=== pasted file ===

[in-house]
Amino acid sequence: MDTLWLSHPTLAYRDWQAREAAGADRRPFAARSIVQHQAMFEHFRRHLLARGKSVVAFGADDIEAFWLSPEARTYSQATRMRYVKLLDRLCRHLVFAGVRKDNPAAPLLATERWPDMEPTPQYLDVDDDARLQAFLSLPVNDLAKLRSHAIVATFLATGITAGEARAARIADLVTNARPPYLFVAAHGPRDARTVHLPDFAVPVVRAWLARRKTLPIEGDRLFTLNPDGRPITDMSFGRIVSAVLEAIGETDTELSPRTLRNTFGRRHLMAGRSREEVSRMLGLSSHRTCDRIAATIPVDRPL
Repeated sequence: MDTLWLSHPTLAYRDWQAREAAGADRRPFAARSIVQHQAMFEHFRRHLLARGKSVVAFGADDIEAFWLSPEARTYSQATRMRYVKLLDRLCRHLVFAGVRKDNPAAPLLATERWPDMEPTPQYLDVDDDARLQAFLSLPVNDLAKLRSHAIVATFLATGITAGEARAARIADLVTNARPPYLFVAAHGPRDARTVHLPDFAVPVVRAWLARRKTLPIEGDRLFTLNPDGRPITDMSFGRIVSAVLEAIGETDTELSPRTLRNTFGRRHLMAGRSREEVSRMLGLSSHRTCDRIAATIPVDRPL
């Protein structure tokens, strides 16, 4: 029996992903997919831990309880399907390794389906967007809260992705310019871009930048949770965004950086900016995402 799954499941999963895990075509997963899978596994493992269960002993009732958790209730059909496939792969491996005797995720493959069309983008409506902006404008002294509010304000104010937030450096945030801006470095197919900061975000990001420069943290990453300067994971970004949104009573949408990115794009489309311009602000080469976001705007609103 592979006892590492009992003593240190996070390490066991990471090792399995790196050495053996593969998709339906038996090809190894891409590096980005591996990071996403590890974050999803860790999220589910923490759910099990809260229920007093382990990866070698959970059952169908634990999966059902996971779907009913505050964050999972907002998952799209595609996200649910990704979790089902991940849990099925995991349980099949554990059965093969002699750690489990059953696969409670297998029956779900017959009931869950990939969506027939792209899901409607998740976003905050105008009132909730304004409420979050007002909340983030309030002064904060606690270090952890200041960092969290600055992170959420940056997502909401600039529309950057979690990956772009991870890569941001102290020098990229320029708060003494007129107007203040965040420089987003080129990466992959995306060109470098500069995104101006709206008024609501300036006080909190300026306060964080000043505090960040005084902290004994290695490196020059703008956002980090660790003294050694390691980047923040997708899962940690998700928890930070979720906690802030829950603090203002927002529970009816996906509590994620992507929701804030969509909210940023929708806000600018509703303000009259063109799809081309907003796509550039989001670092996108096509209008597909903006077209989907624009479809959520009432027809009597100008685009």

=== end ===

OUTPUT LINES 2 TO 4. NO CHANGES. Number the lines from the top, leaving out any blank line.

Amino acid sequence: MDTLWLSHPTLAYRDWQAREAAGADRRPFAARSIVQHQAMFEHFRRHLLARGKSVVAFGADDIEAFWLSPEARTYSQATRMRYVKLLDRLCRHLVFAGVRKDNPAAPLLATERWPDMEPTPQYLDVDDDARLQAFLSLPVNDLAKLRSHAIVATFLATGITAGEARAARIADLVTNARPPYLFVAAHGPRDARTVHLPDFAVPVVRAWLARRKTLPIEGDRLFTLNPDGRPITDMSFGRIVSAVLEAIGETDTELSPRTLRNTFGRRHLMAGRSREEVSRMLGLSSHRTCDRIAATIPVDRPL
Repeated sequence: MDTLWLSHPTLAYRDWQAREAAGADRRPFAARSIVQHQAMFEHFRRHLLARGKSVVAFGADDIEAFWLSPEARTYSQATRMRYVKLLDRLCRHLVFAGVRKDNPAAPLLATERWPDMEPTPQYLDVDDDARLQAFLSLPVNDLAKLRSHAIVATFLATGITAGEARAARIADLVTNARPPYLFVAAHGPRDARTVHLPDFAVPVVRAWLARRKTLPIEGDRLFTLNPDGRPITDMSFGRIVSAVLEAIGETDTELSPRTLRNTFGRRHLMAGRSREEVSRMLGLSSHRTCDRIAATIPVDRPL
């Protein structure tokens, strides 16, 4: 029996992903997919831990309880399907390794389906967007809260992705310019871009930048949770965004950086900016995402 799954499941999963895990075509997963899978596994493992269960002993009732958790209730059909496939792969491996005797995720493959069309983008409506902006404008002294509010304000104010937030450096945030801006470095197919900061975000990001420069943290990453300067994971970004949104009573949408990115794009489309311009602000080469976001705007609103 592979006892590492009992003593240190996070390490066991990471090792399995790196050495053996593969998709339906038996090809190894891409590096980005591996990071996403590890974050999803860790999220589910923490759910099990809260229920007093382990990866070698959970059952169908634990999966059902996971779907009913505050964050999972907002998952799209595609996200649910990704979790089902991940849990099925995991349980099949554990059965093969002699750690489990059953696969409670297998029956779900017959009931869950990939969506027939792209899901409607998740976003905050105008009132909730304004409420979050007002909340983030309030002064904060606690270090952890200041960092969290600055992170959420940056997502909401600039529309950057979690990956772009991870890569941001102290020098990229320029708060003494007129107007203040965040420089987003080129990466992959995306060109470098500069995104101006709206008024609501300036006080909190300026306060964080000043505090960040005084902290004994290695490196020059703008956002980090660790003294050694390691980047923040997708899962940690998700928890930070979720906690802030829950603090203002927002529970009816996906509590994620992507929701804030969509909210940023929708806000600018509703303000009259063109799809081309907003796509550039989001670092996108096509209008597909903006077209989907624009479809959520009432027809009597100008685009």